Huawei pleads not guilty in T-Mobile case

UNDER FIRE: Huawei Technologies Co. is facing a federal investigation for allegedly stealing trade secrets from U.S. companies. Krisztian Bocsi/Bloomberg

Two divisions of the Chinese networking giant Huawei pleaded not guilty Thursday to charges that it stole trade secrets from America's third-largest wireless carrier, T-Mobile, in a bid to copy its technology.

In federal court in Seattle, Huawei – one of the world's biggest wireless equipment makers – said it was not guilty of committing trade secret theft, nor of conspiring to hide such a plan. The case involves Huawei Device Co., Ltd. and Huawei Device USA.

A jury trial has been set for March 2, 2020, before Chief Judge Ricardo Martinez of the U.S. District Court for the Western District of Washington.

The pleas follow a 10-count indictment unsealed last month alleging in part that the Huawei divisions tried to collect information about a robotic arm that T-Mobile used to simulate human touch on its smartphones. The robot, Tappy, became the focus of an intensive effort by Huawei in 2012 to gather technical specs, photographs and other system details, according to the court document.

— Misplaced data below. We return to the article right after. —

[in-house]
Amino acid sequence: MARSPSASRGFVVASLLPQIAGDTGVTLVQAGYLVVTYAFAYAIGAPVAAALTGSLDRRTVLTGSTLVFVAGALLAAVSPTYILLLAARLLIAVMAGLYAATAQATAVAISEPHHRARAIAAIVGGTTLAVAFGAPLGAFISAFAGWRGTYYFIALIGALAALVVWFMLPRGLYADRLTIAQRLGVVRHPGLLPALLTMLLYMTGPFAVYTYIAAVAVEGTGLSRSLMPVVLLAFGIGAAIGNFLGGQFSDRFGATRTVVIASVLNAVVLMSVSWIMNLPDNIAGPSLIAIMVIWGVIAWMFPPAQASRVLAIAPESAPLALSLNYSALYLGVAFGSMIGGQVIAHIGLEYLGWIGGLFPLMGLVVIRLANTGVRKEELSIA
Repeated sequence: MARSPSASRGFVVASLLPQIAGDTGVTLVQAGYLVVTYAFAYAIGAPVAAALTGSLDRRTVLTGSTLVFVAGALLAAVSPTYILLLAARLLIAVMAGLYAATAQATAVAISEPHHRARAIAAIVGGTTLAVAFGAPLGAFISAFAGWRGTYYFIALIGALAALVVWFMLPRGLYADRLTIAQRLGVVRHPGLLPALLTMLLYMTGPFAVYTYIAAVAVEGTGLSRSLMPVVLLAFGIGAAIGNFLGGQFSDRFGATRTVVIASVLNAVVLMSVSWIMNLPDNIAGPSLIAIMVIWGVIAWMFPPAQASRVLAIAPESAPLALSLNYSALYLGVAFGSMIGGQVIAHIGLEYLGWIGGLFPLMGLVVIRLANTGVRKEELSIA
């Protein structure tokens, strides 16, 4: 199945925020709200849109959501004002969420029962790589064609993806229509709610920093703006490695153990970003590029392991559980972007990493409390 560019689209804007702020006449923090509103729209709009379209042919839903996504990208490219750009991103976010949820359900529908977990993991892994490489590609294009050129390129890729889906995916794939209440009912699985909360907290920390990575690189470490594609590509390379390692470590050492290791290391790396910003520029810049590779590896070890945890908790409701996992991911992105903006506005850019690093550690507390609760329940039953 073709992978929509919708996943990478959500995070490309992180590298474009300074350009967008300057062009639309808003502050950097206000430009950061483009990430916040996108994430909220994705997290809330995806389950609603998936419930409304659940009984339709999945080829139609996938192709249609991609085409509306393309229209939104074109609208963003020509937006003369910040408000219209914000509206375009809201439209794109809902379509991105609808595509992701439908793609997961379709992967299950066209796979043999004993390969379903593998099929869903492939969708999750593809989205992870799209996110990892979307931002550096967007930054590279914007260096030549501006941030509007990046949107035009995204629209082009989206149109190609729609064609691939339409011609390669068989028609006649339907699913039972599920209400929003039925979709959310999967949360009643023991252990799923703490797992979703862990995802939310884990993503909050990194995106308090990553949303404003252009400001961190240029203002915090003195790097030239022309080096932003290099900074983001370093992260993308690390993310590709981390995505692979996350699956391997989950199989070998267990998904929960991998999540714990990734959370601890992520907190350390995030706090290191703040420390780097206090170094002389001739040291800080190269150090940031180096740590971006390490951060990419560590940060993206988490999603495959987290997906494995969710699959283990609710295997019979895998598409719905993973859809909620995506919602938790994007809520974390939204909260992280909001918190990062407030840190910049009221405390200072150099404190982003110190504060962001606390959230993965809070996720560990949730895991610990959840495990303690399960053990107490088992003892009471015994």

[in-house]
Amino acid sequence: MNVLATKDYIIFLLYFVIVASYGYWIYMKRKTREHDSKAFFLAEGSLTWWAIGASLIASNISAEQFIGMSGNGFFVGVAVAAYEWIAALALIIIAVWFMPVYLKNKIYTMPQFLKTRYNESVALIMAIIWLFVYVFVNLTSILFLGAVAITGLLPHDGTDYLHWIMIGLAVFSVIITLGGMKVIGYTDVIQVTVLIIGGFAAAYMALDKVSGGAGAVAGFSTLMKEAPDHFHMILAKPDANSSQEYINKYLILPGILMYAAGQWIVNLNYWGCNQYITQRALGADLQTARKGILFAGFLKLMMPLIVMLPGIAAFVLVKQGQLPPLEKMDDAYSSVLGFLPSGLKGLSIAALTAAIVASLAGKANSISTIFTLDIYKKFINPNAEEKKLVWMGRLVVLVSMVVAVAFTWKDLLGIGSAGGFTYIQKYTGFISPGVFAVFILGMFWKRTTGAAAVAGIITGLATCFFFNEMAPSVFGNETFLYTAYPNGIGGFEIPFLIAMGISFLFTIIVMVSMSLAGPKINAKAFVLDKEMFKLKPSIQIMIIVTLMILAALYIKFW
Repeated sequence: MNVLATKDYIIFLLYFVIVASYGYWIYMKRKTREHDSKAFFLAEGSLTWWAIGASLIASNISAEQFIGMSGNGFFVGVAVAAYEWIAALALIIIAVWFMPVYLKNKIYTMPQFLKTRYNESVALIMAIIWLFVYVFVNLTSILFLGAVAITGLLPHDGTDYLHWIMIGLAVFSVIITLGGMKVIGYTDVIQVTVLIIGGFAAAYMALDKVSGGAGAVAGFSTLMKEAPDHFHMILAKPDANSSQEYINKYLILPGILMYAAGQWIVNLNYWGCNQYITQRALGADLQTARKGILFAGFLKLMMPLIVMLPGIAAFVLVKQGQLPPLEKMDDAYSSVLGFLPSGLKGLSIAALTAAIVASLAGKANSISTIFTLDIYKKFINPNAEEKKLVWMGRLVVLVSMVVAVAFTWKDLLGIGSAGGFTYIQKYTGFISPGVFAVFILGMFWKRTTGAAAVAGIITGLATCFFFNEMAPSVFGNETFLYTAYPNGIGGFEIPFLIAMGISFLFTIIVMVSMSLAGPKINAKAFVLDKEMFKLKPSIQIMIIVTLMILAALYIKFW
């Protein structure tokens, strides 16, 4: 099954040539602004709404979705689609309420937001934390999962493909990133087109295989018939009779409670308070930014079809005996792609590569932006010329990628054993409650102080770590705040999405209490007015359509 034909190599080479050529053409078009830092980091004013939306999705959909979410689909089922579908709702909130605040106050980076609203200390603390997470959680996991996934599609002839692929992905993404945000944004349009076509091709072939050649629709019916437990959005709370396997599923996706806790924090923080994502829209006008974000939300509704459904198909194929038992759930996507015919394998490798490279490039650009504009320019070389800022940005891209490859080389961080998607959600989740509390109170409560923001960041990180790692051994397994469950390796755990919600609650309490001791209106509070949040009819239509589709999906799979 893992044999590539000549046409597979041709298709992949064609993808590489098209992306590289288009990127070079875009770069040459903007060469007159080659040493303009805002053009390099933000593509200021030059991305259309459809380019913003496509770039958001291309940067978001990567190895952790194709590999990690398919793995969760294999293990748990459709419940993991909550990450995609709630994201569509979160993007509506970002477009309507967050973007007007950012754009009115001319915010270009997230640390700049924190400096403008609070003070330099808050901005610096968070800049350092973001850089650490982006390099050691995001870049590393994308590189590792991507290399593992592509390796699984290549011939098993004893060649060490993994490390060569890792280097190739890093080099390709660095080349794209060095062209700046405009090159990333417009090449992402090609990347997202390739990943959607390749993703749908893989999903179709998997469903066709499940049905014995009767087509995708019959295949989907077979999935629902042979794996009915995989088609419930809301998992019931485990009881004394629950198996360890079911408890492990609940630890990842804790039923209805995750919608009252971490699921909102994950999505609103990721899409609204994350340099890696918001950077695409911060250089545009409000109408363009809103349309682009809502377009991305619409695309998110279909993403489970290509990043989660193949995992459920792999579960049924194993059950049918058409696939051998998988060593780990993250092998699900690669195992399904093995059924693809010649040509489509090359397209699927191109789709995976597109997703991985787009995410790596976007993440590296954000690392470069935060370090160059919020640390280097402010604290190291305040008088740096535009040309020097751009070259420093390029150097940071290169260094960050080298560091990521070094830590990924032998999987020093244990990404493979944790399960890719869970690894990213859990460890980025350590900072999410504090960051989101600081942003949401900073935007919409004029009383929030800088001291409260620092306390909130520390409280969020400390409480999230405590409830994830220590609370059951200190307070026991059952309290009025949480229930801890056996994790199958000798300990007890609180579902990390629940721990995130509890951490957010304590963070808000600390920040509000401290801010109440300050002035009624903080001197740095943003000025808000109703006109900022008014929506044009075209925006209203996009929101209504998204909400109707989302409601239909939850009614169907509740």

The case against the Huawei units comes as U.S. officials have warned that Huawei products could present a risk to national security. At a wireless industry conference in Barcelona this week, an American delegation sought to persuade European allies and telecom companies to reject the company's gear over concerns it could be used to eavesdrop on sensitive government communications.

"The United States is asking other governments and the private sector to consider the threat posed by Huawei and other Chinese information technology companies," Robert Strayer, a State Department cybersecurity official, told reporters at the conference this week.

Underlying the security concerns are ongoing trade tensions between the United States and China, as well as a global race to field the first mass-market network for fifth-generation, or 5G, wireless technology. Policymakers and wireless executives say that gaining an early lead on 5G adoption could bring important economic and technological advantages, much as an early U.S. commitment to deploy 4G networks in the last decade helped spur a vibrant app economy that's dominated by American startups and tech companies.

Huawei and the Justice Department declined to comment on the case Thursday.

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